Coming to terms with the unchangeable facts of her childhood and the reality that she must step off the train into a world where she will never see Ruth again both require radical acceptance from Nadia. It’s a therapeutic technique in dialectical behavioral therapy that focuses on coming to terms with the fact that something life changing has happened. Instead of trying to deny her experience, she must accept the damage that has happened, and consider how to adapt to a life in which that damage may now be a defining feature. Rather than trying to deny the reality of Ruth’s death and Nadia’s failure to be with her, she instead has to radically accept the truth of the situation; instead of running from it or trying to make herself feel better, she must learn how to move forward.
“Russian Doll” was always conceptualized as a three season run. But it hasn’t yet been confirmed for a third and final season, and amid Netflix’s dropping profits, it could fall victim to Netflix’s classic two-season-and-cancel tactic. That would be a shame because the season ends in a kind of circularity, with Nadia unable to find a way out of the cycles of trauma and substance abuse. It’s telling that in the three years since the events of the first season, Nadia has changed very little. After two seasons of running around in circles and being unable to escape her own shadow, a third season of “Russian Doll” would need to show Nadia finding her way forward instead of around again—a potentially difficult feat if the third season is to involve some version of the signature time travel of the series.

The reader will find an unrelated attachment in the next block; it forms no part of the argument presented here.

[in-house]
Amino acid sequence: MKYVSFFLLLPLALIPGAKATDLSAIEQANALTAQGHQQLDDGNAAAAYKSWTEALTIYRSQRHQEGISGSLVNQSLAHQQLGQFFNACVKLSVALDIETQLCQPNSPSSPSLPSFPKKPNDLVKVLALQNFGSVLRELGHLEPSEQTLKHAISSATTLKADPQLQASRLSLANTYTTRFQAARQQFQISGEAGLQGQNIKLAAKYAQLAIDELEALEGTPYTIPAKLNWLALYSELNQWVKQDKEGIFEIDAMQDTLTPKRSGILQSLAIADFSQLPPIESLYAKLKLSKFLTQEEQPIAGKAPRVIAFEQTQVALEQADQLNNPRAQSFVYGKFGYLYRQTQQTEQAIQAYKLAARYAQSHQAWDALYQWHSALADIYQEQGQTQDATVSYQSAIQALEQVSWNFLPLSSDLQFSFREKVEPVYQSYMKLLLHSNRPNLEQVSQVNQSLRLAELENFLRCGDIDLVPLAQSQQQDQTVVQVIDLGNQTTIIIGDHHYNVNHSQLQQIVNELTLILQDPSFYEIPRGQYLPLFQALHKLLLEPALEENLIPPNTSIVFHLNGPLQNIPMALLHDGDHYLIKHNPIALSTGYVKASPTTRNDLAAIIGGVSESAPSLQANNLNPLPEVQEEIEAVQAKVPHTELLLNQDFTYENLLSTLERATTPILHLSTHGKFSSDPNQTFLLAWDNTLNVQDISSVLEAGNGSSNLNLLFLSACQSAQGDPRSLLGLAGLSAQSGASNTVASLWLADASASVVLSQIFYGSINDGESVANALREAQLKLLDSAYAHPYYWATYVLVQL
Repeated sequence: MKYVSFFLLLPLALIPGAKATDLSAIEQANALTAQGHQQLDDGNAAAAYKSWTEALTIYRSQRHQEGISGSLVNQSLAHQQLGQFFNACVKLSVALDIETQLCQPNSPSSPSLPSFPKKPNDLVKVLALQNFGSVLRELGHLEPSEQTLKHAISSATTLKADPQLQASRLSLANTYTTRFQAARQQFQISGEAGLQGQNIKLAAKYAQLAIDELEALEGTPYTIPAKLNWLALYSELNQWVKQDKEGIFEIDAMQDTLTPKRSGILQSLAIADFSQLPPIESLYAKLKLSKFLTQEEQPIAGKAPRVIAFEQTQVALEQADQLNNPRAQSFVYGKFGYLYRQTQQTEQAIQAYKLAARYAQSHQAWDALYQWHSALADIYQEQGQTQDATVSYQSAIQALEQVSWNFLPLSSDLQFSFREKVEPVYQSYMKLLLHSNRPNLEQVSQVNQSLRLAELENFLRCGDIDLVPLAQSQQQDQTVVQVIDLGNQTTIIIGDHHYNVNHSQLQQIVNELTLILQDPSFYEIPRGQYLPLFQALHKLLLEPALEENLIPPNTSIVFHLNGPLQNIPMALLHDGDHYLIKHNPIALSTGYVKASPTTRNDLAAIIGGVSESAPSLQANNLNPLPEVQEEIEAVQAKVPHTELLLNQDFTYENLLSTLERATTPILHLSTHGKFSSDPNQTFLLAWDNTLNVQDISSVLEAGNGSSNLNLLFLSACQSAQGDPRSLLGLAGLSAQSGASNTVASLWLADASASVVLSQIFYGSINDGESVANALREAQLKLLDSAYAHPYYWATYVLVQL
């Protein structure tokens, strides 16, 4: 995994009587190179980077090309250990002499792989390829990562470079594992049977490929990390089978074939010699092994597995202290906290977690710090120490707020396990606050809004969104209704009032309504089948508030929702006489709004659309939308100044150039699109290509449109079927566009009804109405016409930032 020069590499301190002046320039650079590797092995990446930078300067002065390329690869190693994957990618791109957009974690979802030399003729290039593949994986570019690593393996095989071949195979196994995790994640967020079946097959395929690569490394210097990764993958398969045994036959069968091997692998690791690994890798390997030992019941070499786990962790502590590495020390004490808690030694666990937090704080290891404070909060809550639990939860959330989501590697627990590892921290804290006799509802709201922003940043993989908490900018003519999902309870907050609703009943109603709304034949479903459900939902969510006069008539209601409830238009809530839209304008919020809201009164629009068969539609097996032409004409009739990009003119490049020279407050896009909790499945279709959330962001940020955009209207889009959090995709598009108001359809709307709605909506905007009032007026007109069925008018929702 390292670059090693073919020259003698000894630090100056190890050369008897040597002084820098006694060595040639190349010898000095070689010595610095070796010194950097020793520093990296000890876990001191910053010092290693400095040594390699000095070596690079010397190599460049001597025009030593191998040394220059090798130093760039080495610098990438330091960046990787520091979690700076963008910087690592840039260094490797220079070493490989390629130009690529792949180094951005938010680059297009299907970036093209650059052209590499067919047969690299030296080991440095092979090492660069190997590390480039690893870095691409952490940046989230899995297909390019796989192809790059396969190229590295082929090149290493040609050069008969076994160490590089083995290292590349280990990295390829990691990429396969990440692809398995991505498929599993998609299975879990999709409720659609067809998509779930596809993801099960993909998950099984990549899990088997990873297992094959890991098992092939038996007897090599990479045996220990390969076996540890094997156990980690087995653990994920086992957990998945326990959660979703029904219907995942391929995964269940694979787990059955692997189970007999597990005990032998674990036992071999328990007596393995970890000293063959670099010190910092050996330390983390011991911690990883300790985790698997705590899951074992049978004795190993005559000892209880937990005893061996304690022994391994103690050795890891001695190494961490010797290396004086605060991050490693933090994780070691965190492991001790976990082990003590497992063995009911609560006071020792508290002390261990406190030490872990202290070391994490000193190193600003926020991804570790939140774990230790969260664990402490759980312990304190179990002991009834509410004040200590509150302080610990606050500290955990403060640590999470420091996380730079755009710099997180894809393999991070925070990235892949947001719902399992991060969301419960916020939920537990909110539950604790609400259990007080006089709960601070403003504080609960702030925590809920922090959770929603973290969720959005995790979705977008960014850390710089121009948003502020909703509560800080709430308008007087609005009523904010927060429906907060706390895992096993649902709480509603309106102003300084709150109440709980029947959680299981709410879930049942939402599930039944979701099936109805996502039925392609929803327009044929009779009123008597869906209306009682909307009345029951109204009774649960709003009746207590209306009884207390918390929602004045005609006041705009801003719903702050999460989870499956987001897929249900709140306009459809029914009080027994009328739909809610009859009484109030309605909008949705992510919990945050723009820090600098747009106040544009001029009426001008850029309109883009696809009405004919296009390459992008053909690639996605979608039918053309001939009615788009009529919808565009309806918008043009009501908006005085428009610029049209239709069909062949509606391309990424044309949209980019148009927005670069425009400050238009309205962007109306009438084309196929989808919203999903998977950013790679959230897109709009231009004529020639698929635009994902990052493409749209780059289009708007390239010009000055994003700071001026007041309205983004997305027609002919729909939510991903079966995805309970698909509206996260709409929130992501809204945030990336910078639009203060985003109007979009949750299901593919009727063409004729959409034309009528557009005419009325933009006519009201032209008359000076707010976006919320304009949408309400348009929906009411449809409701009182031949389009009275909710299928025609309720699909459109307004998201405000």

But after two mind-bending seasons exploring trauma and growth, I trust Natasha Lyonne to do the job and do it well. After all, it seems to pull so heavily from her own life—maybe a Season 3 could show how she herself found her way out of the same cycle Nadia finds herself in. As Lyonne herself said, closing out her S.N.L. monologue: “There’s always hope in despair.”